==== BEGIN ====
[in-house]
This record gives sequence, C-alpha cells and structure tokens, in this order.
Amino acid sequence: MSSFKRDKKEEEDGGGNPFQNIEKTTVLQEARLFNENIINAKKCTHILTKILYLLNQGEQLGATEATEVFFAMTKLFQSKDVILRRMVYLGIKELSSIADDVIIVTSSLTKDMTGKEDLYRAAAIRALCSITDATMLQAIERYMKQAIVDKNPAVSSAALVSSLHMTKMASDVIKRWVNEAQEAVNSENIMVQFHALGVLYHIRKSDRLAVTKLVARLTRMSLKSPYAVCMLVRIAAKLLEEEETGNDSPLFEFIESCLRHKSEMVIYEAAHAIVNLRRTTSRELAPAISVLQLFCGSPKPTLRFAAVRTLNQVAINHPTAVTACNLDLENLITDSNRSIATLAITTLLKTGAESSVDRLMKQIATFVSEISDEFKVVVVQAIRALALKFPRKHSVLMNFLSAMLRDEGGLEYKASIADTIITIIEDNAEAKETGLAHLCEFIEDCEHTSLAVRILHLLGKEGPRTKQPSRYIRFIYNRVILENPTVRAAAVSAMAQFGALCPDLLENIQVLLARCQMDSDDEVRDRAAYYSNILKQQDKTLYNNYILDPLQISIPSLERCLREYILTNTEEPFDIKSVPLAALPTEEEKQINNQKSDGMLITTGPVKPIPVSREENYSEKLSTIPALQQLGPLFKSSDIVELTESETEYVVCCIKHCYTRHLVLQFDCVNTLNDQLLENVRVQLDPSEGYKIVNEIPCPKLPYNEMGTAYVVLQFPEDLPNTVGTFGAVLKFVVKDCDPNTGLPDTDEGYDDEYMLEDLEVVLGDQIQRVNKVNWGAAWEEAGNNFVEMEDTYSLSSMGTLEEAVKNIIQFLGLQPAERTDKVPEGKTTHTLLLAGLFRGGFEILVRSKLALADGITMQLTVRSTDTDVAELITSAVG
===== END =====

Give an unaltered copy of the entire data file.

[in-house]
This record gives sequence, C-alpha cells and structure tokens, in this order.
Amino acid sequence: MSSFKRDKKEEEDGGGNPFQNIEKTTVLQEARLFNENIINAKKCTHILTKILYLLNQGEQLGATEATEVFFAMTKLFQSKDVILRRMVYLGIKELSSIADDVIIVTSSLTKDMTGKEDLYRAAAIRALCSITDATMLQAIERYMKQAIVDKNPAVSSAALVSSLHMTKMASDVIKRWVNEAQEAVNSENIMVQFHALGVLYHIRKSDRLAVTKLVARLTRMSLKSPYAVCMLVRIAAKLLEEEETGNDSPLFEFIESCLRHKSEMVIYEAAHAIVNLRRTTSRELAPAISVLQLFCGSPKPTLRFAAVRTLNQVAINHPTAVTACNLDLENLITDSNRSIATLAITTLLKTGAESSVDRLMKQIATFVSEISDEFKVVVVQAIRALALKFPRKHSVLMNFLSAMLRDEGGLEYKASIADTIITIIEDNAEAKETGLAHLCEFIEDCEHTSLAVRILHLLGKEGPRTKQPSRYIRFIYNRVILENPTVRAAAVSAMAQFGALCPDLLENIQVLLARCQMDSDDEVRDRAAYYSNILKQQDKTLYNNYILDPLQISIPSLERCLREYILTNTEEPFDIKSVPLAALPTEEEKQINNQKSDGMLITTGPVKPIPVSREENYSEKLSTIPALQQLGPLFKSSDIVELTESETEYVVCCIKHCYTRHLVLQFDCVNTLNDQLLENVRVQLDPSEGYKIVNEIPCPKLPYNEMGTAYVVLQFPEDLPNTVGTFGAVLKFVVKDCDPNTGLPDTDEGYDDEYMLEDLEVVLGDQIQRVNKVNWGAAWEEAGNNFVEMEDTYSLSSMGTLEEAVKNIIQFLGLQPAERTDKVPEGKTTHTLLLAGLFRGGFEILVRSKLALADGITMQLTVRSTDTDVAELITSAVG